Yep, this always made me angry - much more than calculating the tip with the tax. It got to the place where, if I didn't see the policy listed on the menu ("We add 18% gratuity to all meals with 8 or more patrons...") I would ask whenever there was a significant sized group. Back in the day, I bounced a couple of managers about the "tip on the tip" and they gave the excuse that they couldn't suppress the tip line (since most of their meals were smaller groups - not subject to the "forced" gratuity.) Then I would ask why they did not point out the potential "double tip" to patrons upon presenting the bill - at which point they would blame the wait staff. I no longer have to worry about "big" groups as that only happened back when I was w*rking. Yet another advantage of ER, heh, heh - no staff "get-togethers."

Since we often visit restaurants offering "specials" (pie on Thursdays - $1, etc.) I have noticed that the "suggested gratuity" always includes the full price of the special when figuring it. I have no problem with this - especially since it's only suggested and not forced.

I have gotten much more generous to wait staff in my old age. I'm much more tolerant of "bad" service as well. I leave at least 20% on anything less than $50. Beyond that, I require "average-good" service to get the full 20%. Just my thing. Now, DW seems to think 15% is plenty, even if the bill is $9. I will often slip an extra dollar on the the table - even alerting the wait staff that "DW shorted them on their tip" if she pays by CC instead of cash. So far, she hasn't caught me at it.
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Old 08-13-2016, 07:36 AM   #53
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Honestly I've never put that much thought into it... regarding the taxes. It's such a little difference. It's pretty rare that'll we'll tip under 15% unless the service is so bad we'd never return to the restaurant. Most of the time we tip 20% rounded up to the nearest dollar and if we really like the server we'll go closer to 25%. And like some others here, we'll tip much higher on a really small bill. I also like over-tipping on a really slow night (25%-100% depending on the size of the bill). I'm sure it makes a difference that DW and I both have restaurant experience from our college years.
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Old 08-13-2016, 09:53 AM   #54
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When I was younger I pretty much stuck to 15% pretax. But now that I'm older and a high roller, I've bumped it up to 20%. At the local pub where I meet friends, I usually leave around 30% for the bartender. But she's hot and deserving of it.
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Old 08-13-2016, 10:35 AM   #55
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I am being picky about tipping the taxman, and I know it doesn't really go to the taxman.
But it is like tipping on top of the gratuity charge, just another way restaurants mislead folks.

Perhaps it's because I don't like tipping.
I think tipping is an archaic practice possibly left over from when only Elitists could travel and dine or when every tavern was owner family run.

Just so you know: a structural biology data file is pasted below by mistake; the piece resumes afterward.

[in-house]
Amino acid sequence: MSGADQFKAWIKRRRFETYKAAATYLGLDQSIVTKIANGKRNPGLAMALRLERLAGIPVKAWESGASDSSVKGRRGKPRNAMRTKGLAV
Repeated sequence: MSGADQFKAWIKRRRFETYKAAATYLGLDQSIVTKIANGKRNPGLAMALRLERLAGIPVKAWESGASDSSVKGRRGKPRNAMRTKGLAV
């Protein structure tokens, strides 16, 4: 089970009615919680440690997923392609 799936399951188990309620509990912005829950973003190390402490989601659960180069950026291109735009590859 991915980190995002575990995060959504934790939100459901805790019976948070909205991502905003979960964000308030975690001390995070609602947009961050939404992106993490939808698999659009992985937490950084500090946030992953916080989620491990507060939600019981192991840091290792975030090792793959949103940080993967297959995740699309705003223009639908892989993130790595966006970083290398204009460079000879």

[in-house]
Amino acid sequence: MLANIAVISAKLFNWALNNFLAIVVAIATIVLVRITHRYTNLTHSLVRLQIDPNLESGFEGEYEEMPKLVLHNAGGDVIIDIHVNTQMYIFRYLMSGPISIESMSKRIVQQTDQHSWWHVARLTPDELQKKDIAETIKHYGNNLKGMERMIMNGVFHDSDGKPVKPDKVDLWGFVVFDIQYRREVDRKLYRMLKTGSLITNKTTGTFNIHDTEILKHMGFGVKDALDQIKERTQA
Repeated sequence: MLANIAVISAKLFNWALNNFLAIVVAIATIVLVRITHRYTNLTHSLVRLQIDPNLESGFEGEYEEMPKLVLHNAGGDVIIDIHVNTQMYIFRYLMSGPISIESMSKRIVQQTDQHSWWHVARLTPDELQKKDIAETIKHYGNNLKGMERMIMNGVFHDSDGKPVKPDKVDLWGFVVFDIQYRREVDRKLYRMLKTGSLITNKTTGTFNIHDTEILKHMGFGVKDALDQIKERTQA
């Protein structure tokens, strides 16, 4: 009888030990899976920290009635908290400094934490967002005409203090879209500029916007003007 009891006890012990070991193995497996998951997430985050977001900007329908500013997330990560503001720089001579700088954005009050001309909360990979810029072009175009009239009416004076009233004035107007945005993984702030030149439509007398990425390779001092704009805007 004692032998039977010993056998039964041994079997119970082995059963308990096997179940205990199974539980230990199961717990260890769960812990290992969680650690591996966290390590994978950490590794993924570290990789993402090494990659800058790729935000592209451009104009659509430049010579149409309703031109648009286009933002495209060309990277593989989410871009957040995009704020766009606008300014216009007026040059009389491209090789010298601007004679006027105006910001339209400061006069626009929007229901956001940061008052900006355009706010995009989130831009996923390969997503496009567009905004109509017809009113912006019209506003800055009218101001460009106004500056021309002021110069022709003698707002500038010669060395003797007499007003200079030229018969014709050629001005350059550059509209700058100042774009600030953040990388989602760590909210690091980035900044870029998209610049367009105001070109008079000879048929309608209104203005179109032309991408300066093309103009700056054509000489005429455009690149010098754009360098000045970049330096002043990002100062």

Restaurants could pay normal wages and have no tipping like in some other countries.
We do it for lots of other jobs like the grocery cashier.
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Old 08-13-2016, 10:41 AM   #56
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I didn't read every reply but dang there are some cheap people here. ...
It took you 4 months and 146 posts to figure that out?
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Old 08-13-2016, 10:44 AM   #57
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It's not that tough, folks. Computing the tax and tip in my head, adding everything up, rounding to the nearest dollar, and then figuring out how much each of us needs to chip in, is part of the math fun that I insist on doing every day at lunch since we eat lunch at a restaurant every day. F does it too, and we doublecheck ourselves that way.

Got to keep our minds active, use it or lose it! We prefer to use it.

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Old 08-13-2016, 10:48 AM   #58
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Restaurants could pay normal wages and have no tipping like in some other countries.
We do it for lots of other jobs like the grocery cashier.
But, instead they don't pay a normal wage and then the customer is the "cheap" one for not tipping enough.
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Old 08-13-2016, 10:49 AM   #59
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There is no set rule when it comes to pre tax and the after tax amount. This is just a social convention. I worked in several fine dining restaurants over the last ten years. Most people tip on the after tax amount. I really don't care. People are going to tip what they tip. Often times without regard to the quality of service. With regards to this forum, most are LBYM and aren't spending more than $30-50 per meal for a couple. The tax is negligible. When I go out to eat by myself and the bill is $10-15 I will always leave $4-5.

Often times people have to tip out the people they work with. I remember I had one check for three people. It was $450. They stiffed me (no tip) and I still had to tip out $45 to my busser/runners. I actually lost money when I offered very good service.

Well, paying someone when you got nothing is not right IMO... and mgmt should not be allowing it... they are not your employees and if you got nothing they should get nothing...
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Old 08-13-2016, 10:54 AM   #60
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Just as a point of reference... out tax is 8.25%... which is on the meal...


SO, look at the tax... double it and you are at 16.5%.... adjust accordingly...


I will say that from the little I know that most people who worked in food services tip more than the normal person... I was one of two siblings that did not work as a server and we are 'low' tippers according to the ones who did... even though we are 16% ish...